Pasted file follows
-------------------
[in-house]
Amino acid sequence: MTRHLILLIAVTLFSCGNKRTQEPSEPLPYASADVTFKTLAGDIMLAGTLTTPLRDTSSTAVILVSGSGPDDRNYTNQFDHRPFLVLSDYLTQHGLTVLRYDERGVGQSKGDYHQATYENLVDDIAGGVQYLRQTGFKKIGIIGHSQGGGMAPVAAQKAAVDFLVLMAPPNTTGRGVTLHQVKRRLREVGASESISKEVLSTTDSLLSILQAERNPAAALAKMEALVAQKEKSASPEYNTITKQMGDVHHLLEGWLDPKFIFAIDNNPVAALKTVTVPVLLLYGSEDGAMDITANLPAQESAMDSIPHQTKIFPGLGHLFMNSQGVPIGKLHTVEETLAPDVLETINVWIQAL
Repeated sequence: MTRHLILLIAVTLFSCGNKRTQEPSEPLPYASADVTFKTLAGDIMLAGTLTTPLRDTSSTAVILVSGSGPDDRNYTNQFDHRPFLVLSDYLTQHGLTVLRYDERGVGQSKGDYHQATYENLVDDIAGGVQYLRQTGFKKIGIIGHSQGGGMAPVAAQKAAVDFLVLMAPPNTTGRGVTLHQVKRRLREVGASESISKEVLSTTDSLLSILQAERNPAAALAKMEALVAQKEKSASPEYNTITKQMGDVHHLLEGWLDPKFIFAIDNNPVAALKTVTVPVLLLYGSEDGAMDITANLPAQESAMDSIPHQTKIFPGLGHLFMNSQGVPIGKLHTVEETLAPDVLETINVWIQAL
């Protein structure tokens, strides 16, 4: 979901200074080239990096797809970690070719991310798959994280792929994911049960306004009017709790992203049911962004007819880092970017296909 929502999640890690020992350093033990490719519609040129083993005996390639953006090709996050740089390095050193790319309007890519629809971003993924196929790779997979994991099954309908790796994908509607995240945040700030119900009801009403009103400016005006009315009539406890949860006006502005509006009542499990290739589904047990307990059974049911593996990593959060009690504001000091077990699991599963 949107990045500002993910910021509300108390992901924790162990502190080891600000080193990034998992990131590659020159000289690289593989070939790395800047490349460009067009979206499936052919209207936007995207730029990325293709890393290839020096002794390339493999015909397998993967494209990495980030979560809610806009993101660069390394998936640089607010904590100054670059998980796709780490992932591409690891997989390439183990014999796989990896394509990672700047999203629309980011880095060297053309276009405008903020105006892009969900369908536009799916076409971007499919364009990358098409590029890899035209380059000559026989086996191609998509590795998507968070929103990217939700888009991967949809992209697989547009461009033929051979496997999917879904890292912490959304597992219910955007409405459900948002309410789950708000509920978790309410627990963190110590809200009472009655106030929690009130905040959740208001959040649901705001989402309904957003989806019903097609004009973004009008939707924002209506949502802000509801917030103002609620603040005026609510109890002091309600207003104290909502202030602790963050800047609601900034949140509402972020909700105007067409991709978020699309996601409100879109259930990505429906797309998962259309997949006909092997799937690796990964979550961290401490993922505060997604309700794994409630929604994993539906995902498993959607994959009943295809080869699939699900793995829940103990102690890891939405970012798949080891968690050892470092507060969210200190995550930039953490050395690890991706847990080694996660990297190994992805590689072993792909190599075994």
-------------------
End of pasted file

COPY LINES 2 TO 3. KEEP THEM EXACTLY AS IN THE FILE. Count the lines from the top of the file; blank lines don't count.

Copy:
Amino acid sequence: MTRHLILLIAVTLFSCGNKRTQEPSEPLPYASADVTFKTLAGDIMLAGTLTTPLRDTSSTAVILVSGSGPDDRNYTNQFDHRPFLVLSDYLTQHGLTVLRYDERGVGQSKGDYHQATYENLVDDIAGGVQYLRQTGFKKIGIIGHSQGGGMAPVAAQKAAVDFLVLMAPPNTTGRGVTLHQVKRRLREVGASESISKEVLSTTDSLLSILQAERNPAAALAKMEALVAQKEKSASPEYNTITKQMGDVHHLLEGWLDPKFIFAIDNNPVAALKTVTVPVLLLYGSEDGAMDITANLPAQESAMDSIPHQTKIFPGLGHLFMNSQGVPIGKLHTVEETLAPDVLETINVWIQAL
Repeated sequence: MTRHLILLIAVTLFSCGNKRTQEPSEPLPYASADVTFKTLAGDIMLAGTLTTPLRDTSSTAVILVSGSGPDDRNYTNQFDHRPFLVLSDYLTQHGLTVLRYDERGVGQSKGDYHQATYENLVDDIAGGVQYLRQTGFKKIGIIGHSQGGGMAPVAAQKAAVDFLVLMAPPNTTGRGVTLHQVKRRLREVGASESISKEVLSTTDSLLSILQAERNPAAALAKMEALVAQKEKSASPEYNTITKQMGDVHHLLEGWLDPKFIFAIDNNPVAALKTVTVPVLLLYGSEDGAMDITANLPAQESAMDSIPHQTKIFPGLGHLFMNSQGVPIGKLHTVEETLAPDVLETINVWIQAL